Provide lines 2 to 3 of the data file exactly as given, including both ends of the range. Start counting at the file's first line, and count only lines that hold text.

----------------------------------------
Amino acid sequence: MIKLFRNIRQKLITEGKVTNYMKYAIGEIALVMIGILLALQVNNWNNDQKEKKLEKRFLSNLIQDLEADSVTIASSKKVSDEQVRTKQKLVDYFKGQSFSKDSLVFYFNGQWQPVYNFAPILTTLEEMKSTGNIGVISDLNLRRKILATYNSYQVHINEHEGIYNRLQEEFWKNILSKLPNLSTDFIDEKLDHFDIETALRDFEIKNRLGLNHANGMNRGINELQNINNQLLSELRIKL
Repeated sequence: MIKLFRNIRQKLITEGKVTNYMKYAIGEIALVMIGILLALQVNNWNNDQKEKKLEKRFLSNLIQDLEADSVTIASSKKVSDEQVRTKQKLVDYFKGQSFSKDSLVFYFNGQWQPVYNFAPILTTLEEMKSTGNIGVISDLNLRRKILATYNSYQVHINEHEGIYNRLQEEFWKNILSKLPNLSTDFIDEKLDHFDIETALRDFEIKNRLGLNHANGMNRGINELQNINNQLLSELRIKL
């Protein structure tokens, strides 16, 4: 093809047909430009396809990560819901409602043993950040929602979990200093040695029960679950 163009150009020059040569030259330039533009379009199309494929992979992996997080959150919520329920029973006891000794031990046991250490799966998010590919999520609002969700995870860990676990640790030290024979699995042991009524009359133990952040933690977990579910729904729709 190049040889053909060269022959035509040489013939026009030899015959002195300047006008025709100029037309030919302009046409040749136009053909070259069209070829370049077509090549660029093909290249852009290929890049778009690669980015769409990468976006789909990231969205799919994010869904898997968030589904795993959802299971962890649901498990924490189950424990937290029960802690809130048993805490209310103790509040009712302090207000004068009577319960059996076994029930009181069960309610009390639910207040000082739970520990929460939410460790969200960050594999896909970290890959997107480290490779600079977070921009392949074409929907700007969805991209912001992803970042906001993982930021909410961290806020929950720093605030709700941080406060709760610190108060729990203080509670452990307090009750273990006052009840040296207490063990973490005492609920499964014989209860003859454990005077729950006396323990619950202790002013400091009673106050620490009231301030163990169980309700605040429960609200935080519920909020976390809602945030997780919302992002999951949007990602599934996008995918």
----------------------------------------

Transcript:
Repeated sequence: MIKLFRNIRQKLITEGKVTNYMKYAIGEIALVMIGILLALQVNNWNNDQKEKKLEKRFLSNLIQDLEADSVTIASSKKVSDEQVRTKQKLVDYFKGQSFSKDSLVFYFNGQWQPVYNFAPILTTLEEMKSTGNIGVISDLNLRRKILATYNSYQVHINEHEGIYNRLQEEFWKNILSKLPNLSTDFIDEKLDHFDIETALRDFEIKNRLGLNHANGMNRGINELQNINNQLLSELRIKL
């Protein structure tokens, strides 16, 4: 093809047909430009396809990560819901409602043993950040929602979990200093040695029960679950 163009150009020059040569030259330039533009379009199309494929992979992996997080959150919520329920029973006891000794031990046991250490799966998010590919999520609002969700995870860990676990640790030290024979699995042991009524009359133990952040933690977990579910729904729709 190049040889053909060269022959035509040489013939026009030899015959002195300047006008025709100029037309030919302009046409040749136009053909070259069209070829370049077509090549660029093909290249852009290929890049778009690669980015769409990468976006789909990231969205799919994010869904898997968030589904795993959802299971962890649901498990924490189950424990937290029960802690809130048993805490209310103790509040009712302090207000004068009577319960059996076994029930009181069960309610009390639910207040000082739970520990929460939410460790969200960050594999896909970290890959997107480290490779600079977070921009392949074409929907700007969805991209912001992803970042906001993982930021909410961290806020929950720093605030709700941080406060709760610190108060729990203080509670452990307090009750273990006052009840040296207490063990973490005492609920499964014989209860003859454990005077729950006396323990619950202790002013400091009673106050620490009231301030163990169980309700605040429960609200935080519920909020976390809602945030997780919302992002999951949007990602599934996008995918």